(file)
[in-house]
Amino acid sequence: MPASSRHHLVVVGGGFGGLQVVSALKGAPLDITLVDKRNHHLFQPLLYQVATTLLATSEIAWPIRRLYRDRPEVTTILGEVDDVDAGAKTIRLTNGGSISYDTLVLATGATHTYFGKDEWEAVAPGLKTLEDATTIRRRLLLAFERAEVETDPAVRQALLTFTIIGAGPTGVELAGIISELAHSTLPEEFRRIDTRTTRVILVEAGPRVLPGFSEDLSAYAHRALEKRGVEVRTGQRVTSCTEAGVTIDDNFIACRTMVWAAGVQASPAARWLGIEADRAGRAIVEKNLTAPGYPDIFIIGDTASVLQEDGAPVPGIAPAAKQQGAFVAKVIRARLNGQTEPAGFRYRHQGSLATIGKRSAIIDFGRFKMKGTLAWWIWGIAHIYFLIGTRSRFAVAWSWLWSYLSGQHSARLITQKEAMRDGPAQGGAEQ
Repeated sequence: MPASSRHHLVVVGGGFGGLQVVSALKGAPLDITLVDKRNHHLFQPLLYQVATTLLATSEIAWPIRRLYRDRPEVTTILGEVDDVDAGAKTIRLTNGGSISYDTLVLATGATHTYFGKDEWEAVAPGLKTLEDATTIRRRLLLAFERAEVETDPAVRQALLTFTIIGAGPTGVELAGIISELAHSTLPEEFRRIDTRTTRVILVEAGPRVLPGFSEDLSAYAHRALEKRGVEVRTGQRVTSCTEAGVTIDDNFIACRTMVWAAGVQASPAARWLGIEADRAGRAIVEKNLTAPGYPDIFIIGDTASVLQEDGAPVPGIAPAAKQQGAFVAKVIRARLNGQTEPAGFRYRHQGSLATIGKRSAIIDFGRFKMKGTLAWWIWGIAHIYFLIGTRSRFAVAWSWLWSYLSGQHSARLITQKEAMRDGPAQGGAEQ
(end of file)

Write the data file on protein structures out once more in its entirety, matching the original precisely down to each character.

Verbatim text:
[in-house]
Amino acid sequence: MPASSRHHLVVVGGGFGGLQVVSALKGAPLDITLVDKRNHHLFQPLLYQVATTLLATSEIAWPIRRLYRDRPEVTTILGEVDDVDAGAKTIRLTNGGSISYDTLVLATGATHTYFGKDEWEAVAPGLKTLEDATTIRRRLLLAFERAEVETDPAVRQALLTFTIIGAGPTGVELAGIISELAHSTLPEEFRRIDTRTTRVILVEAGPRVLPGFSEDLSAYAHRALEKRGVEVRTGQRVTSCTEAGVTIDDNFIACRTMVWAAGVQASPAARWLGIEADRAGRAIVEKNLTAPGYPDIFIIGDTASVLQEDGAPVPGIAPAAKQQGAFVAKVIRARLNGQTEPAGFRYRHQGSLATIGKRSAIIDFGRFKMKGTLAWWIWGIAHIYFLIGTRSRFAVAWSWLWSYLSGQHSARLITQKEAMRDGPAQGGAEQ
Repeated sequence: MPASSRHHLVVVGGGFGGLQVVSALKGAPLDITLVDKRNHHLFQPLLYQVATTLLATSEIAWPIRRLYRDRPEVTTILGEVDDVDAGAKTIRLTNGGSISYDTLVLATGATHTYFGKDEWEAVAPGLKTLEDATTIRRRLLLAFERAEVETDPAVRQALLTFTIIGAGPTGVELAGIISELAHSTLPEEFRRIDTRTTRVILVEAGPRVLPGFSEDLSAYAHRALEKRGVEVRTGQRVTSCTEAGVTIDDNFIACRTMVWAAGVQASPAARWLGIEADRAGRAIVEKNLTAPGYPDIFIIGDTASVLQEDGAPVPGIAPAAKQQGAFVAKVIRARLNGQTEPAGFRYRHQGSLATIGKRSAIIDFGRFKMKGTLAWWIWGIAHIYFLIGTRSRFAVAWSWLWSYLSGQHSARLITQKEAMRDGPAQGGAEQ